Each jurisdiction also contains various other smaller islands.
The parliament of Guernsey is the States of Guernsey, the parliament of Sark is called the Chief Pleas, and the parliament of Alderney is called the States of Alderney. The three parliaments together can also approve joint Bailiwick-wide legislation that applies in those parts of the Bailiwick whose parliaments approve it.
Guernsey issues its own coins and banknotes:
Coins of the Guernsey pound
These circulate freely in both Bailiwicks alongside UK coinage and English and Scottish banknotes. They are not legal tender within the UK.
There are no political parties: candidates stand for election as independents.
Guernsey has its own separate international vehicle registrations (GBG – Guernsey, GBA – Alderney), internet domain (.gg – Guernsey), and ISO 3166-2 codes, first reserved on behalf of the Universal Postal Union (GGY – Guernsey) and then added officially by the International Organization for Standardization on 29 March 2006. In any case the GBG on a numberplate is only put on the number plate of a car or motorbike at the request of the vehicle owner and is not compulsory, however a motorbike/scooter can have an identical number as a car, i.e. 5432 on 2 wheels and on 4 wheels.
Bailiwick of Jersey
The Bailiwick of Jersey consists of the Island of Jersey and its uninhabited dependencies.
The parliament is the States of Jersey, the first known mention of which is in a document of 1497.
The States of Jersey Law 2005 introduced the post of Chief Minister of Jersey, abolished the Bailiff’s power of dissent to a resolution of the States and the Lieutenant Governor’s power of veto over a resolution of the States, established that any Order in Council or Act of the United Kingdom proposed to apply to Jersey must be referred to the States so the States can express their views on it.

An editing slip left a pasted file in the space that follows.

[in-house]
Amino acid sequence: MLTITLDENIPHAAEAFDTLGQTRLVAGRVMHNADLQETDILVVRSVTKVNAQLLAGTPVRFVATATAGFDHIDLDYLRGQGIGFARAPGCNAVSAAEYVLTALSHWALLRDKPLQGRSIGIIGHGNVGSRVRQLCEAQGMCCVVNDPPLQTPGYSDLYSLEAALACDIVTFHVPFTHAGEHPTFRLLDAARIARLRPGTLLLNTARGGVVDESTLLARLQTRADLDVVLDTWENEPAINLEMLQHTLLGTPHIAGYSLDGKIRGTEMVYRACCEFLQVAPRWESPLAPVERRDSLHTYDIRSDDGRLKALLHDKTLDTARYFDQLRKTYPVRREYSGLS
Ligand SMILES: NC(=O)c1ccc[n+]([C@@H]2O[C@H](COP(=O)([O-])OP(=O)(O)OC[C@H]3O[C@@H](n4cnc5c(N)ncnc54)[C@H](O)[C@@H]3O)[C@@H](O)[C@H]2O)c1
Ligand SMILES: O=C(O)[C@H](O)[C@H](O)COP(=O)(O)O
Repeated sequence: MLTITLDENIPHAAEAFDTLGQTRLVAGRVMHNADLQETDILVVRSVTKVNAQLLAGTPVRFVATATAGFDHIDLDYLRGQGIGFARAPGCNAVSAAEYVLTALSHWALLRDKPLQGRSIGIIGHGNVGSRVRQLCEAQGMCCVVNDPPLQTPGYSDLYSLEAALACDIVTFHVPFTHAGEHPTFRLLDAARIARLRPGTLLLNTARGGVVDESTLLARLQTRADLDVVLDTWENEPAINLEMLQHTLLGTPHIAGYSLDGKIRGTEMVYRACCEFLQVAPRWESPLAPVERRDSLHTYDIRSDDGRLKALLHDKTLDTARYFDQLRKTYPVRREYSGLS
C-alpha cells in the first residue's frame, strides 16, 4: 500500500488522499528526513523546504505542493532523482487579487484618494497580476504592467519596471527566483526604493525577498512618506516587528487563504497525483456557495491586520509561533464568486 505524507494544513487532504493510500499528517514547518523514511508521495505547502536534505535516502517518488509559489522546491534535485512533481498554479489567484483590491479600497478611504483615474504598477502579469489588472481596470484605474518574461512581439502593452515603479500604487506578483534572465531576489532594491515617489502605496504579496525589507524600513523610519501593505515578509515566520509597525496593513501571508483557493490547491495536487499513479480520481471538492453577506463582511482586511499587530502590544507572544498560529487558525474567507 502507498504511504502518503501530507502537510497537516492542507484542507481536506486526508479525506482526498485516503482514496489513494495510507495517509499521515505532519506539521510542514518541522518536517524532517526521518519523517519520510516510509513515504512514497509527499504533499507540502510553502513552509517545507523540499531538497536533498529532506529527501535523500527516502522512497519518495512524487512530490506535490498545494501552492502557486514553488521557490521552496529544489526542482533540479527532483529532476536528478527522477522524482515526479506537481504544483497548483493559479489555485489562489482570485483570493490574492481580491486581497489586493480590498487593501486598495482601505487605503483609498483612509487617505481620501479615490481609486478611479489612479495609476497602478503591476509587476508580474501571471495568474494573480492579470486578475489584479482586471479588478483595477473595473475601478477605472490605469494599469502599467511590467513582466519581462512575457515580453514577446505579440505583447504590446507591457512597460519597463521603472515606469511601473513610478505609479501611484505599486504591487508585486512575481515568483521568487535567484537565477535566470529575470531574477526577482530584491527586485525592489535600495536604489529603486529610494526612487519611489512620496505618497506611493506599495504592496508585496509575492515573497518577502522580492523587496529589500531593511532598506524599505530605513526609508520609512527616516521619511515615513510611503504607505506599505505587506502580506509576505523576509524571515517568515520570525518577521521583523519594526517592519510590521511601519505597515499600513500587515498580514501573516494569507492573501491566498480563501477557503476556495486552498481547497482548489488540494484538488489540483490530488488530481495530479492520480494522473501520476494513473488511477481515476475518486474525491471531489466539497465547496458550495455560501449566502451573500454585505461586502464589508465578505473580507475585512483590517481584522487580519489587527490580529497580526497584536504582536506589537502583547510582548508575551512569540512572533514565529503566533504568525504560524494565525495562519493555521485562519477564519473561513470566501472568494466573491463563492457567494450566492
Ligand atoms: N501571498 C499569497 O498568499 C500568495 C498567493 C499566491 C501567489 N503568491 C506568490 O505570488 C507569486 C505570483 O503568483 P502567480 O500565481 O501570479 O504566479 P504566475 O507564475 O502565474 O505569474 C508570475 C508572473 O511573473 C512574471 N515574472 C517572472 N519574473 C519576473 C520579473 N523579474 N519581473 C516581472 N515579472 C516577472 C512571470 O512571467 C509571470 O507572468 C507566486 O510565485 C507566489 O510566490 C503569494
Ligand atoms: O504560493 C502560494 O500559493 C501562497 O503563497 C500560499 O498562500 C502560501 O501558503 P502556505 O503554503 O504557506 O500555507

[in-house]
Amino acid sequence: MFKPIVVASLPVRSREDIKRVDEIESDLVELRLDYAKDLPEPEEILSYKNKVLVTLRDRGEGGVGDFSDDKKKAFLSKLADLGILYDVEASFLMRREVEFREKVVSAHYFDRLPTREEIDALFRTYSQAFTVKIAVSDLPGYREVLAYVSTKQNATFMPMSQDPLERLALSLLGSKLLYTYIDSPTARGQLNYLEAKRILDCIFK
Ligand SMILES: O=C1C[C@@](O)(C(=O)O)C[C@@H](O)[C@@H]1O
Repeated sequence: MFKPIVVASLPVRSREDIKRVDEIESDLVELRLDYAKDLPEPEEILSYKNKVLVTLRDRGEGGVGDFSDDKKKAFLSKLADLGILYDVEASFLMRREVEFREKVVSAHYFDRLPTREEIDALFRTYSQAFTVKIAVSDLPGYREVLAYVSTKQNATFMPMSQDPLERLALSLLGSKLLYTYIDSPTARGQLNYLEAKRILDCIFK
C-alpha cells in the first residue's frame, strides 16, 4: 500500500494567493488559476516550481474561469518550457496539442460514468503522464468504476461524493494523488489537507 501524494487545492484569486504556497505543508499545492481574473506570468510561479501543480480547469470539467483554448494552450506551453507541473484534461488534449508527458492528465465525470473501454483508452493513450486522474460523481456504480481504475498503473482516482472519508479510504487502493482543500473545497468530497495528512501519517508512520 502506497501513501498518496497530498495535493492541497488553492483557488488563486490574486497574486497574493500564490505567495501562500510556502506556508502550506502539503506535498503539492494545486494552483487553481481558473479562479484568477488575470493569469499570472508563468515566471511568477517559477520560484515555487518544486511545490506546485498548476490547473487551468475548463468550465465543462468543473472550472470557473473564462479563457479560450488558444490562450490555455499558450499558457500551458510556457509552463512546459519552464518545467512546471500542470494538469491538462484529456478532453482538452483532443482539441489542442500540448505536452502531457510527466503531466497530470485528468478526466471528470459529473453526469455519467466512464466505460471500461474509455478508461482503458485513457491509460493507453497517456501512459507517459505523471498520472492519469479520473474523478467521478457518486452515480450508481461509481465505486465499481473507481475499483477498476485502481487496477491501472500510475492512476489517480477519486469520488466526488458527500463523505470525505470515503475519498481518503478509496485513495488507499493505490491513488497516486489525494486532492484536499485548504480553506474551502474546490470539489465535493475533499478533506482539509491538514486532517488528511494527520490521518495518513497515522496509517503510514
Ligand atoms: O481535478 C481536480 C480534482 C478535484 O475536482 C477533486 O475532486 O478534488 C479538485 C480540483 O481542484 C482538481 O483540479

Jersey issues its own coins and banknotes:
Coins of the Jersey pound
These circulate freely in both Bailiwicks alongside UK coinage and English and Scottish banknotes. They are not legal tender within the UK though are legal currency backed by deposits at the Bank of England. Bank of England notes are only legal tender in the UK within England and Wales.
There are few political parties, as candidates generally stand for election as independents (but see List of political parties in Jersey).
Jersey has its own separate international vehicle registration (GBJ – Jersey), internet domain (.je – Jersey), and ISO 3166-2 codes, first reserved on behalf of the Universal Postal Union (JEY – Jersey) and then added officially by the International Organization for Standardization on 29 March 2006.
Isle of Man
The Isle of Man’s Tynwald claims to be the world’s oldest parliament in continuous existence, dating back to 979. (However, it does not claim to be the oldest parliament, as Iceland’s Althing dates back to 930.)
It consists of a popularly elected House of Keys and an indirectly elected Legislative Council, which may sit separately or jointly to consider pieces of legislation, which, when passed into law, are known as “Acts of Tynwald”. Candidates often stand for election as independents, rather than being selected by political parties. There is a Council of Ministers headed by a Chief Minister.
The Isle of Man issues its own coins and banknotes:
Coins of the Manx pound
These circulate freely alongside British coinage and English, Northern Irish and Scottish banknotes.
The Isle of Man, unlike the other Crown dependencies, has a Common Purse Agreement with the United Kingdom.
Isle of Man Post issues its own stamps and makes significant revenue from the sale of special issues to collectors.